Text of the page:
A federal court in Oregon has dismissed for lack of standing a challenge to the U.S. Fish and Wildlife Service (FWS) and U.S. Department of Agriculture (USDA) approval of a federal loan for a water pipeline. Landwatch Lane Cnty. v. FWS, No. 12-958 (D. Ore. 10/22/12). The pipeline would be placed within Willamette Valley Prairie lands, which the court described as “a now rare ecosystem providing habitat for threatened and endangered species.”
Plaintiff, a non-profit environmental advocacy group, asserted that the federal agencies wrongfully approved construction of the 9.7-mile pipeline that would allow the city of Veneta, Oregon, to increase its water supply under a purchase deal with the Eugene Water and Electric Board. Plaintiff also claimed that the approval would harm them by causing increased urbanization in areas served by the city’s water utility. USDA approved the loan after consultation with FWS to determine whether it would have undue effects on threatened or endangered species. According to the plaintiff, the agencies violated the Endangered Species Act and National Environmental Policy Act by failing to properly assess the environmental impacts of the proposed project.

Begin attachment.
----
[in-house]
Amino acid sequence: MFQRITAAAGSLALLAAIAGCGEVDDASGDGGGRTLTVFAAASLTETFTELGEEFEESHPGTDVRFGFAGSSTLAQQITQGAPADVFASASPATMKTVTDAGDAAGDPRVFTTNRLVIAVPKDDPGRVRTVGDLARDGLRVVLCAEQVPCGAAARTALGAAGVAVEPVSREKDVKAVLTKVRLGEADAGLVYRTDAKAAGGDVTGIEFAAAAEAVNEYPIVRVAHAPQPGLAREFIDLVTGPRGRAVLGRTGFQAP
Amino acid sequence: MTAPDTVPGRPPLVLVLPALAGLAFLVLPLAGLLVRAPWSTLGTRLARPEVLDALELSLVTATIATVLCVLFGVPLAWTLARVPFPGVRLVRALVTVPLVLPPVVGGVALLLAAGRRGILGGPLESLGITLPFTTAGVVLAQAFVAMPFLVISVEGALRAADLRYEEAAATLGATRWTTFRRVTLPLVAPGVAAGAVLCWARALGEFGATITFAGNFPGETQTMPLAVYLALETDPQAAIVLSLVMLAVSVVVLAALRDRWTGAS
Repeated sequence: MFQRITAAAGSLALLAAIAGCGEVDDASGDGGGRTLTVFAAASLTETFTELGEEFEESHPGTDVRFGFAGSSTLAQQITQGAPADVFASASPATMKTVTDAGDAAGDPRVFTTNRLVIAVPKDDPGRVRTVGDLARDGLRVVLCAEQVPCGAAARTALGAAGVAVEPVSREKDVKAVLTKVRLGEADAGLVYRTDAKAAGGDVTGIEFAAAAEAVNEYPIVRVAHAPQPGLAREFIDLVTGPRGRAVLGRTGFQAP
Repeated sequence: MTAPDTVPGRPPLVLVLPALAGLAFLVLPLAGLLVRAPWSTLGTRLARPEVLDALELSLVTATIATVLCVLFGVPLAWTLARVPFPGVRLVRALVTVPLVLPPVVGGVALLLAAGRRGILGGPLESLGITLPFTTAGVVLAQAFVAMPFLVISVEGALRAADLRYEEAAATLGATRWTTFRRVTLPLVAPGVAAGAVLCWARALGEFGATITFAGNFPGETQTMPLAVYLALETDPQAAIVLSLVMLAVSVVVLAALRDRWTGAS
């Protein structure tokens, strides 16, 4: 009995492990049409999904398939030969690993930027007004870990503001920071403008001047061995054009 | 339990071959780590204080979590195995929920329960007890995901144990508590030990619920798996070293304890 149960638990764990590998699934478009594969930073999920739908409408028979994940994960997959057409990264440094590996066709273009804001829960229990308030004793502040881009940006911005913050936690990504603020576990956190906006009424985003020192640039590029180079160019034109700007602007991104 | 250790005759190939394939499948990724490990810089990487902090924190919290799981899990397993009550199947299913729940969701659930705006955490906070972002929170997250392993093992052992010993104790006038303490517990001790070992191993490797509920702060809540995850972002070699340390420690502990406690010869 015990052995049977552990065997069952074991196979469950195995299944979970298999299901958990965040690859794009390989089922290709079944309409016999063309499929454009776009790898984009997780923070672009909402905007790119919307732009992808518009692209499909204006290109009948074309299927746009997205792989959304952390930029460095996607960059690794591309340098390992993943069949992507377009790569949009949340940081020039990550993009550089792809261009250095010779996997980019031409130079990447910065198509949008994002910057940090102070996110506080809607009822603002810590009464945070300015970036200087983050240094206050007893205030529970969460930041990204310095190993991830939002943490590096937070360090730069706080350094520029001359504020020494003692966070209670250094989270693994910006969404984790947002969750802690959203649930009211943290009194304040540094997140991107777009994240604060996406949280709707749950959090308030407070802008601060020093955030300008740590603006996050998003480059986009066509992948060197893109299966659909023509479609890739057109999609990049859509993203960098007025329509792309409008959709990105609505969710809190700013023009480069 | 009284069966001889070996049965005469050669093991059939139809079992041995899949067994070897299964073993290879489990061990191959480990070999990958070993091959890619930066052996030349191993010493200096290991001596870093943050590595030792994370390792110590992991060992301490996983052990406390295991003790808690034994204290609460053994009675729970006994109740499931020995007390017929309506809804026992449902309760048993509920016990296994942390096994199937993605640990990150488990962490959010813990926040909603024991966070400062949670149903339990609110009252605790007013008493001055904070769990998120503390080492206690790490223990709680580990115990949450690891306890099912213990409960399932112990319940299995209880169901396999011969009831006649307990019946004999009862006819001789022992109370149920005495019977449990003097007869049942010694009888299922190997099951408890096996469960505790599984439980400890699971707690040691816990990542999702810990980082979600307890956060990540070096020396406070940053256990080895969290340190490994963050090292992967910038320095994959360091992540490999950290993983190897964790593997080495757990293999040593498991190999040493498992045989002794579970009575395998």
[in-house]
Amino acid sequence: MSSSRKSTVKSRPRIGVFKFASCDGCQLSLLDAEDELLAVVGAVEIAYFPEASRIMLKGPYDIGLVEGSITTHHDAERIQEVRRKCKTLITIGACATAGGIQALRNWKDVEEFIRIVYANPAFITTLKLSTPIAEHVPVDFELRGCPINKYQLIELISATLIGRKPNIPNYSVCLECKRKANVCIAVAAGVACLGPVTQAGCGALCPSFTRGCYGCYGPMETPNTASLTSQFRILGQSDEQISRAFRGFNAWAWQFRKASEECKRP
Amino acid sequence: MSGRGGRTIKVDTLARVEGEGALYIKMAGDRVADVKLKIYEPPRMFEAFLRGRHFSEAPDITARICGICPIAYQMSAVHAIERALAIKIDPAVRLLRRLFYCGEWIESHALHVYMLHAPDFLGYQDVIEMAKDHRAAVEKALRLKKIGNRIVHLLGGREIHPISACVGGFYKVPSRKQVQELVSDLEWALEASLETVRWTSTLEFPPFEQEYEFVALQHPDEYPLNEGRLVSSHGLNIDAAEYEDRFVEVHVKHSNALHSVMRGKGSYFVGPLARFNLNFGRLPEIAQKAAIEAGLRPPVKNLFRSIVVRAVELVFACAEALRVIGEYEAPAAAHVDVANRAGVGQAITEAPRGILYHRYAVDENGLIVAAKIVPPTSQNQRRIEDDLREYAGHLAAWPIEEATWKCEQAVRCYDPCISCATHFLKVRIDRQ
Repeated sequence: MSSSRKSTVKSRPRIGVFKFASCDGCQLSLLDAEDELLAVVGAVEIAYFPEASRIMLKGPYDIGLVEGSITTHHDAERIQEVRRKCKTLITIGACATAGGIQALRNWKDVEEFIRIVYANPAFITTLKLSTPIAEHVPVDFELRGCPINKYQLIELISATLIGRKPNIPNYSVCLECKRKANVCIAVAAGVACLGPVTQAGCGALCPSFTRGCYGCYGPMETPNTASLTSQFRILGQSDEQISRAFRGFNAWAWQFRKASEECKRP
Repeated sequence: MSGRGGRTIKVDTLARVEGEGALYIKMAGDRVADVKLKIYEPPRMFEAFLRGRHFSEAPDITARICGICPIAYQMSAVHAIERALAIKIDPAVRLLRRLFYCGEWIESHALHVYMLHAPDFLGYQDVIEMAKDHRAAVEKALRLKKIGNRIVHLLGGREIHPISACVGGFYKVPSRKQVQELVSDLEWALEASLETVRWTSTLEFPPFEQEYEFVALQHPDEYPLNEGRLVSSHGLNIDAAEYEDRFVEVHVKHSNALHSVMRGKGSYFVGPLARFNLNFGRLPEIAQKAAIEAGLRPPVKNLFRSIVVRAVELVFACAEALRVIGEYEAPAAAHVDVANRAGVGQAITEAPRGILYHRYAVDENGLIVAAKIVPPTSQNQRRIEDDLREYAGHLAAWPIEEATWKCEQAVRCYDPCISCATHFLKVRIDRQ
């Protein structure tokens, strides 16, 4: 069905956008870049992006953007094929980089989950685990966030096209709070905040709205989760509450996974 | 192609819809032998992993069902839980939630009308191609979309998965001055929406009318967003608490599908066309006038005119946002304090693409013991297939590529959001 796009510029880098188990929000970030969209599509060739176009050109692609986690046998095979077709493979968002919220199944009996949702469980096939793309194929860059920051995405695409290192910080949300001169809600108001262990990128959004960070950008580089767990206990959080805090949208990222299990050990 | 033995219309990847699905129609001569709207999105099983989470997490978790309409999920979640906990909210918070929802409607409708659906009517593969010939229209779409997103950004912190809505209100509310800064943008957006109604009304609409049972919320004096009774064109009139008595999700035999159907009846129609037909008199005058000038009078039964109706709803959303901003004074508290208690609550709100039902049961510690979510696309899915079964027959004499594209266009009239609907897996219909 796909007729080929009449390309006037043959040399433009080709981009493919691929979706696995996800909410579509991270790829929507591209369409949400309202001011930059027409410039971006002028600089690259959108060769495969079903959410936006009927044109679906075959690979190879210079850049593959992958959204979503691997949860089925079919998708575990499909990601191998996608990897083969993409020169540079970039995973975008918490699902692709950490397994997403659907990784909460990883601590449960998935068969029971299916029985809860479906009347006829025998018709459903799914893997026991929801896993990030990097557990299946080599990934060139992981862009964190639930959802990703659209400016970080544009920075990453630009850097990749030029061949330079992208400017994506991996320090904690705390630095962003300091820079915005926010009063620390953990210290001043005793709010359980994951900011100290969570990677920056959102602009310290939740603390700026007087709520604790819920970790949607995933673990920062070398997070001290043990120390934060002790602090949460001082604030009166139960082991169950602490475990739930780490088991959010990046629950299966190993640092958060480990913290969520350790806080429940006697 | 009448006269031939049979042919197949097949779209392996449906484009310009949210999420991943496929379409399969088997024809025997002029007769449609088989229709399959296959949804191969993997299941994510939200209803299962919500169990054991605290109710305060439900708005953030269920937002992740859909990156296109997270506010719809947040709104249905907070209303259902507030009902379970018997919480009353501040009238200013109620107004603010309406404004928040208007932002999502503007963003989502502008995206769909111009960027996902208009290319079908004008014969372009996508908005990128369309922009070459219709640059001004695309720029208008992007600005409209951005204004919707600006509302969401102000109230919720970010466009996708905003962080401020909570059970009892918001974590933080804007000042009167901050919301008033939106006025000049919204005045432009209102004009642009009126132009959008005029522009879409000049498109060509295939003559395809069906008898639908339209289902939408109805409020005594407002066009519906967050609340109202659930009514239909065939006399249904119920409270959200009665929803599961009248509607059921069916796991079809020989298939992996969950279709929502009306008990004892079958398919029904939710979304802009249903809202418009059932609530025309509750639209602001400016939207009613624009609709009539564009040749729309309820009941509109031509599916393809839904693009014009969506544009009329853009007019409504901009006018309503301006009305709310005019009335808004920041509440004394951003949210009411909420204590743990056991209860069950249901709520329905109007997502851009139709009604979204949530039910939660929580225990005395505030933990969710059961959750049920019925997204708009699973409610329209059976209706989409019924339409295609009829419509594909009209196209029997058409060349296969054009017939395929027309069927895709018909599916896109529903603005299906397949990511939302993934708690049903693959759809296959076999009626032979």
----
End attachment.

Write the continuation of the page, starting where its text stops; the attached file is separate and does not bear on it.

On cross-motions for summary judgment, the court found for the governmental agencies, holding that the plaintiff lacked standing to bring the suit. According to the court, plaintiff had alleged no actual or threatened injury to its interests, but instead posited a “generalized grievance” that is insufficient to confer standing. The court also held that the claimed injury was not actual or imminent, since it required construction of the pipeline and subsequent development in Veneta, resulting in increased highway traffic that would adversely affect the prairie. The absence of current plans for urban expansion contributed to the court’s conclusion.
The court also held that the causation element of the standing analysis worked against plaintiff. Here, the court reasoned, any urbanization would occur because of the acts of entities not yet identified, at some future time, and thus would not be fairly traceable to the challenged action. Finally, the court found that plaintiff’s alleged harm was not redressable because the city had stated that it would proceed with the pipeline project even without the federal funding.